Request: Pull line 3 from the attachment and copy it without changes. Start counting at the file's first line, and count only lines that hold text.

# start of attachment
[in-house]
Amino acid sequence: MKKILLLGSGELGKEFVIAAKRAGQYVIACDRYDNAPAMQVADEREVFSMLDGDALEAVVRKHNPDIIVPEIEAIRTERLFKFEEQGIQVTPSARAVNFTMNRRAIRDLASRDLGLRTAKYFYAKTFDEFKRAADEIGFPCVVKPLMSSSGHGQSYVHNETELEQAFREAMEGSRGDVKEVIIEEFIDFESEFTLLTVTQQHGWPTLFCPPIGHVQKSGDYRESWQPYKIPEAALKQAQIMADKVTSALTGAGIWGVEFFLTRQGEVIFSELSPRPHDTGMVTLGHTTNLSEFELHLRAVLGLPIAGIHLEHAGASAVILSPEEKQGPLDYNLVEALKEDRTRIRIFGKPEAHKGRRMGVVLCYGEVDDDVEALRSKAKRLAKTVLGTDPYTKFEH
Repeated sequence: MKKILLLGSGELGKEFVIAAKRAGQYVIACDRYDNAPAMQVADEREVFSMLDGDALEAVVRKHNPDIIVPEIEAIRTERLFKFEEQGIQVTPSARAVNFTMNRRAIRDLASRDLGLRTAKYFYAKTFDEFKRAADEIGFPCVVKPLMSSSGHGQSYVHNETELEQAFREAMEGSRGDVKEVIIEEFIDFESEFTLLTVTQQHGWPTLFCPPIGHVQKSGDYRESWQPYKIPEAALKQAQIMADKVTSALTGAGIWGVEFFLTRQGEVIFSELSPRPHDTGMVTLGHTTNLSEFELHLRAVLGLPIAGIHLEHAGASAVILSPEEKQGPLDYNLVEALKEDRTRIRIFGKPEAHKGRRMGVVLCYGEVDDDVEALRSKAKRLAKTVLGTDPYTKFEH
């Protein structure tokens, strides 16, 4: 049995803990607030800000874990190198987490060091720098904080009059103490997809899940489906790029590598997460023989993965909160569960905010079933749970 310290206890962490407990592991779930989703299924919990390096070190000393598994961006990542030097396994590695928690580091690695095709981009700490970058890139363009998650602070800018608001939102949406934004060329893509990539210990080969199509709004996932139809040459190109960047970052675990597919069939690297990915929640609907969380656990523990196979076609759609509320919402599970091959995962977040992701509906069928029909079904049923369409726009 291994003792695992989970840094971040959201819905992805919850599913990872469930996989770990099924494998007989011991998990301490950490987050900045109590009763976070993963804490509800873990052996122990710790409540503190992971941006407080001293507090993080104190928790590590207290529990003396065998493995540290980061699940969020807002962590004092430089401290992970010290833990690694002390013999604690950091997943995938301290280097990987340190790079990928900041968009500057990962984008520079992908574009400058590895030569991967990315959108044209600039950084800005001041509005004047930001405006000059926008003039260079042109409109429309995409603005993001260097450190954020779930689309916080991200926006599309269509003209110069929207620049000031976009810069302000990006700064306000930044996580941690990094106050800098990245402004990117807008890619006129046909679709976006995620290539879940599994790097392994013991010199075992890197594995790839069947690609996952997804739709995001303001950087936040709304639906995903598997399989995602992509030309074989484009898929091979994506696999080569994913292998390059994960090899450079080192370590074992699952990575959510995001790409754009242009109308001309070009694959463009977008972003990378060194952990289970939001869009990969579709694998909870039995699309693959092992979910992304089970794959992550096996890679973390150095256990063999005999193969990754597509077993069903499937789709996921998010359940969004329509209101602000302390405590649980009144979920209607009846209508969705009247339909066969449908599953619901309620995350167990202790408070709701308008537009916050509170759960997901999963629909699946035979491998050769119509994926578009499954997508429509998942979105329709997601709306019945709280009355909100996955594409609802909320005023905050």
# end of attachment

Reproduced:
Repeated sequence: MKKILLLGSGELGKEFVIAAKRAGQYVIACDRYDNAPAMQVADEREVFSMLDGDALEAVVRKHNPDIIVPEIEAIRTERLFKFEEQGIQVTPSARAVNFTMNRRAIRDLASRDLGLRTAKYFYAKTFDEFKRAADEIGFPCVVKPLMSSSGHGQSYVHNETELEQAFREAMEGSRGDVKEVIIEEFIDFESEFTLLTVTQQHGWPTLFCPPIGHVQKSGDYRESWQPYKIPEAALKQAQIMADKVTSALTGAGIWGVEFFLTRQGEVIFSELSPRPHDTGMVTLGHTTNLSEFELHLRAVLGLPIAGIHLEHAGASAVILSPEEKQGPLDYNLVEALKEDRTRIRIFGKPEAHKGRRMGVVLCYGEVDDDVEALRSKAKRLAKTVLGTDPYTKFEH